I made these potstickers from my left over Corned Beef Dinner, so they were very inexpensive to make. Maybe I should be a bit more precise – I made these from ingredients left over from my Reuben Sandwiches that were made from my left over Corned Beef Dinner! Even my left overs have left overs! And why waste any extra sauerkraut? This year I also made one of the best tasting soups (and one of the homliest) I’ve ever made with the rest of the Corned Beef Dinner, Connemara Soup from the Simon Pearce Restaurant.

Reuben Potstickers with Cheesy Sriracha Dipping Sauce
Reuben Potstickers with Cheesy Sriracha Dipping Sauce

Reuben Potstickers

  • Servings: 50
  • Time: 40 min
  • Difficulty: medium
  • Print

  • 1 package of potstickers
  • 6 ounces of corned beef, chopped finely if this won’t be made in a food processor.
  • 2 ounces Swiss cheese, grated
  • 3/4 cup drained sauerkraut (save the brine)
  • 1 heaping teaspoon pickle relish
  • 2 tablespoons thinly sliced green onion, mostly the green part
  • several tablespoons juice from corned beef or broth, to moisten
  • 1/2 teaspoon cornstarch
  • Additional cornstarch for sprinkling on a plate or tray.

Filling:

Mix corned beef, cheese, sauerkraut, relish and green onion. This may be pulsed in a food processor, before adding green onion. Moisten with several tablespoons of corned beef broth (another broth may be substituted if you’ve bought precooked corned beef.) Use your judgement, the mixture should be moist but not wet. Mix in about 1/2 teaspoon of cornstarch.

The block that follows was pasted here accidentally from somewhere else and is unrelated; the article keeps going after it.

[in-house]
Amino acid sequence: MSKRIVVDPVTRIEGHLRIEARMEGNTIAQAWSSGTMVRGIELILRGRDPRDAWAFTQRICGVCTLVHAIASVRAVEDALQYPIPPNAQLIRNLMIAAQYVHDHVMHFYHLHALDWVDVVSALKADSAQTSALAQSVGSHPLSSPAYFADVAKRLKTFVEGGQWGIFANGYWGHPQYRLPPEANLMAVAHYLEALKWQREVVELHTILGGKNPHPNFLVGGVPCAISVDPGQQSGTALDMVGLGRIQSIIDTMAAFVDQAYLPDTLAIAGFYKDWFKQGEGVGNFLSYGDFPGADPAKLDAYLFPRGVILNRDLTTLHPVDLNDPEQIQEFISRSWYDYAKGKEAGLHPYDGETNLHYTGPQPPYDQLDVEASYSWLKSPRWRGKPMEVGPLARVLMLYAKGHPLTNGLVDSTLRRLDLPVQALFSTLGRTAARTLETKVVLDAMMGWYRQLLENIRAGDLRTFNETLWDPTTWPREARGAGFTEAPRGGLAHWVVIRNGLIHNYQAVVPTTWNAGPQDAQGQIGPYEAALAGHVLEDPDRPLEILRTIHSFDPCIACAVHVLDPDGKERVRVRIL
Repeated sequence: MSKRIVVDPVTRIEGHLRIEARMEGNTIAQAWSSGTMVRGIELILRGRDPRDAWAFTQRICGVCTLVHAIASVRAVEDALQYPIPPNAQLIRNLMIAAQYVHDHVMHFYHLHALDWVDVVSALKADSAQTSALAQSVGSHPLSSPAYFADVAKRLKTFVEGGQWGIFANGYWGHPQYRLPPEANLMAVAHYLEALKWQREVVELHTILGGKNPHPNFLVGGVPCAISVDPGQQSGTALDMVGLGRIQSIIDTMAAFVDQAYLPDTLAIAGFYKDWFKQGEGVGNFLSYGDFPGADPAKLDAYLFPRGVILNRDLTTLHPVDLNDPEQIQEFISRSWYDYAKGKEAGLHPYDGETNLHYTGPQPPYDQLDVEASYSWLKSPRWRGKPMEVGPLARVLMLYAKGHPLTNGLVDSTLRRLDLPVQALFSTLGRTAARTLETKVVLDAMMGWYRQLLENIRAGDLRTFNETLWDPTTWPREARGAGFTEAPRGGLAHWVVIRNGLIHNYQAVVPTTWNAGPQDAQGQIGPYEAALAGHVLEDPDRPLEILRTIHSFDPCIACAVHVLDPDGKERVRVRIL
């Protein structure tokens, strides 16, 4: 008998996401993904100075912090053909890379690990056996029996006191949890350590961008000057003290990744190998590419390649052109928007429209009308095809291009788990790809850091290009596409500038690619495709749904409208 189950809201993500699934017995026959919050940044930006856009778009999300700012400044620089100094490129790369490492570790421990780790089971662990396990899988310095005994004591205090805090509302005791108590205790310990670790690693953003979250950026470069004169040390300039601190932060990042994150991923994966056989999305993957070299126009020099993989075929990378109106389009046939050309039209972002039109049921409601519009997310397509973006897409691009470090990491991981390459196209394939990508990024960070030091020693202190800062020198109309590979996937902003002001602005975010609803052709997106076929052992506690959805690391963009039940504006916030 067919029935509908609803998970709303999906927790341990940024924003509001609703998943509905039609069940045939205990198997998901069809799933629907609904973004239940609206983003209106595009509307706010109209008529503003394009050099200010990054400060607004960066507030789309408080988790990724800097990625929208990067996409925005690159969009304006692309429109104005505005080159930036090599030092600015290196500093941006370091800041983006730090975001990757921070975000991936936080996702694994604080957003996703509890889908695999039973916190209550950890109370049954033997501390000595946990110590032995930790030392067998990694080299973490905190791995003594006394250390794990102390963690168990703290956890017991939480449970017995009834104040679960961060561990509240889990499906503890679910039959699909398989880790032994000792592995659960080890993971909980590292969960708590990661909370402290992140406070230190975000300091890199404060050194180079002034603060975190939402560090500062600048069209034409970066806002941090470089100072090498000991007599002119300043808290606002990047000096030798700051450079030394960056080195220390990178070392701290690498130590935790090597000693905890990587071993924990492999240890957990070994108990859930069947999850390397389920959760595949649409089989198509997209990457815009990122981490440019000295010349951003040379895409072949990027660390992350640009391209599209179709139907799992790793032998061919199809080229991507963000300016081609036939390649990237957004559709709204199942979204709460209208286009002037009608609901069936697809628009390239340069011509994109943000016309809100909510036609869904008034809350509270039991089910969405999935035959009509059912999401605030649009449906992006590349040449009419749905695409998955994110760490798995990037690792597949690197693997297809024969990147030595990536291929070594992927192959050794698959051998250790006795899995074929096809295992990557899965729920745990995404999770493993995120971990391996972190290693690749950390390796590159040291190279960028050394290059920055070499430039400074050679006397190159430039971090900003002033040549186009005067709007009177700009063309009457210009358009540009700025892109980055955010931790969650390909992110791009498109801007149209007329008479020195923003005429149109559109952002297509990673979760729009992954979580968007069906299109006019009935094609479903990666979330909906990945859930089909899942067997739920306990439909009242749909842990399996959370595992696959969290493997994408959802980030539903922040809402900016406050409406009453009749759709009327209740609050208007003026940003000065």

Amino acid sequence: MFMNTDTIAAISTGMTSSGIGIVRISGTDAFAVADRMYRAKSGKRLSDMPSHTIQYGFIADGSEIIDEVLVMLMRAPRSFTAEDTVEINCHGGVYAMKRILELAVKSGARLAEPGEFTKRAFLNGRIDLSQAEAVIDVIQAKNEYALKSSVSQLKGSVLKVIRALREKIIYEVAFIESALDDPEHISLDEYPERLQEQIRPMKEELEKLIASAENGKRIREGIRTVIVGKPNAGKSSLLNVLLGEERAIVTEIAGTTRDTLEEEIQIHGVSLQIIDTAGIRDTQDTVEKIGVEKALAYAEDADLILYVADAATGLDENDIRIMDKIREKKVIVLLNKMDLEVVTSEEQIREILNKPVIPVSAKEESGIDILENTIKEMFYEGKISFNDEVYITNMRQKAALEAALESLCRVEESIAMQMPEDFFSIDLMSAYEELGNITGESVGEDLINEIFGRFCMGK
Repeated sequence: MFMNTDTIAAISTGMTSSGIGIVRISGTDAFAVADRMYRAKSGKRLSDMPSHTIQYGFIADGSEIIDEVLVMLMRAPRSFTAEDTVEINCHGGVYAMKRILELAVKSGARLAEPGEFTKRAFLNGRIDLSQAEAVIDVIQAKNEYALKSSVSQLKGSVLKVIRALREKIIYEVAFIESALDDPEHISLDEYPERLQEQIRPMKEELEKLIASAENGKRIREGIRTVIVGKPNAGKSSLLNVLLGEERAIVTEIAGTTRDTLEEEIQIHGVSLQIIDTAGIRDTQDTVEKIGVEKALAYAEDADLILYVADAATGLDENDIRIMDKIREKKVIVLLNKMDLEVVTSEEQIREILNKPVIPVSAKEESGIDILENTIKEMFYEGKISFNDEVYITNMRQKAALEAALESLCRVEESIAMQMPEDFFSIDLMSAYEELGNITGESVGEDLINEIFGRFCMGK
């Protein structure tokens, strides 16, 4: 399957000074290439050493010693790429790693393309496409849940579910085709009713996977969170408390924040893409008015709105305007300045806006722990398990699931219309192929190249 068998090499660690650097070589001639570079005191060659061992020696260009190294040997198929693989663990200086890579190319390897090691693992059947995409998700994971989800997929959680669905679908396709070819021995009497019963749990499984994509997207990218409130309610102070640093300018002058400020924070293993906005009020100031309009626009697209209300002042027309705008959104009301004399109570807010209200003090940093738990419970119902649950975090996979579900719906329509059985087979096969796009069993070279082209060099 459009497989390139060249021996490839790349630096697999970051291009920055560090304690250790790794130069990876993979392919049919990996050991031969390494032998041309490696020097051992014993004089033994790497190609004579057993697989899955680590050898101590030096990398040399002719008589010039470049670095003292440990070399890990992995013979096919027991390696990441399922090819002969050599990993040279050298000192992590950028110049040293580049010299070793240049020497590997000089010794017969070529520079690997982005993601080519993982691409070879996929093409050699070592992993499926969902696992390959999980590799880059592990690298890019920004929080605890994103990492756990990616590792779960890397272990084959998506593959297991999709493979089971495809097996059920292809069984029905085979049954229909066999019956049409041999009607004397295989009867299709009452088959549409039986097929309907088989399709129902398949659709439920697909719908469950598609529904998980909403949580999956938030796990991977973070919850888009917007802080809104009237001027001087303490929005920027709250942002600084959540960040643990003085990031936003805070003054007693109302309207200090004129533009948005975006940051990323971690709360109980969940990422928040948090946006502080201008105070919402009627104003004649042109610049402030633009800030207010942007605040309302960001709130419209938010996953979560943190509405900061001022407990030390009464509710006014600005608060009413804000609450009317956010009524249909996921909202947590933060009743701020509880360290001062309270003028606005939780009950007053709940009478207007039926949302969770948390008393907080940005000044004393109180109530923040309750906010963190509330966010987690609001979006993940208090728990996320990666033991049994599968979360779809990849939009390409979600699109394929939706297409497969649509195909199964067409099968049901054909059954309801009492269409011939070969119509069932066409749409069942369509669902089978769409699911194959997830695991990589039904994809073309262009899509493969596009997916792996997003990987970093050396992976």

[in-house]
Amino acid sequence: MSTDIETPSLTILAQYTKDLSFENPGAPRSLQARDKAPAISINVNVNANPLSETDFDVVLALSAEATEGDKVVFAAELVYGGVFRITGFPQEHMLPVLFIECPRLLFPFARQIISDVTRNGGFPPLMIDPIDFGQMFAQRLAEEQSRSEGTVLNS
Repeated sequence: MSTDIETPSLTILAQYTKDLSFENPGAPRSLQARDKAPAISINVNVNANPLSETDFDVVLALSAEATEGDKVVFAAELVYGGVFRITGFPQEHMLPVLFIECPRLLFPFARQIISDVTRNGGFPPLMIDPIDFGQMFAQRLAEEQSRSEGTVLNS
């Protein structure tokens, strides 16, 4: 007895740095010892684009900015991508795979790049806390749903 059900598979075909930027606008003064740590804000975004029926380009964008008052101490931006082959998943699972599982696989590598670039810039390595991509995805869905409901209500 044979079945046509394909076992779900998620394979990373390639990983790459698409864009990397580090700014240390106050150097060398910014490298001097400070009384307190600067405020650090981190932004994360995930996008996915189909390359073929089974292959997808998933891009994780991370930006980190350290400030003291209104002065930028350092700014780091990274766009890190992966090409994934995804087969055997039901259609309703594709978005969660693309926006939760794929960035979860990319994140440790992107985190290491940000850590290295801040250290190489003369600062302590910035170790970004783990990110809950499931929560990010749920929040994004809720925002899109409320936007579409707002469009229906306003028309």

To fill:

Ready your filling, a small cup or bowl of water, a couple of clean kitchen towels, one slightly dampened, and the wrappers. Sprinkle a plate or a tray with a little cornstarch. This is easily done by adding a teaspoon or so of cornstarch to a sieve and sprinkling over the surface.

Work with six wrappers at a time, covering the remainder of them with a damp towel. Pick up a wrapper, use your finger dipped in the water to run a bead of moisture around the outside of edge of the wrapper. If the wrapper seems dry, add a little water on the edge you’ll be crimping, the front bottom edge when it’s in your palm. Add a scant teaspoon of filling, then fold in half, making certain it meets in the middle, but don’t press down, yet.

Place filled and folded wrapper in your left hand, across your fingertips. You’ll use your left thumb and right thumb and index fingers to pleat and seal. Make the first pleat on the left side of the wrapper. Continue to shift and pleat, pressing each pleat to the back side of the dumpling wrapper as you go.

Make sure no little pieces of filling are sticking up where the seal is going to be. Often when I get to the right hand side, I have to shift a bit and tap the filling down – this is a rather loose, fluffy filling since it contains cooked ingredients.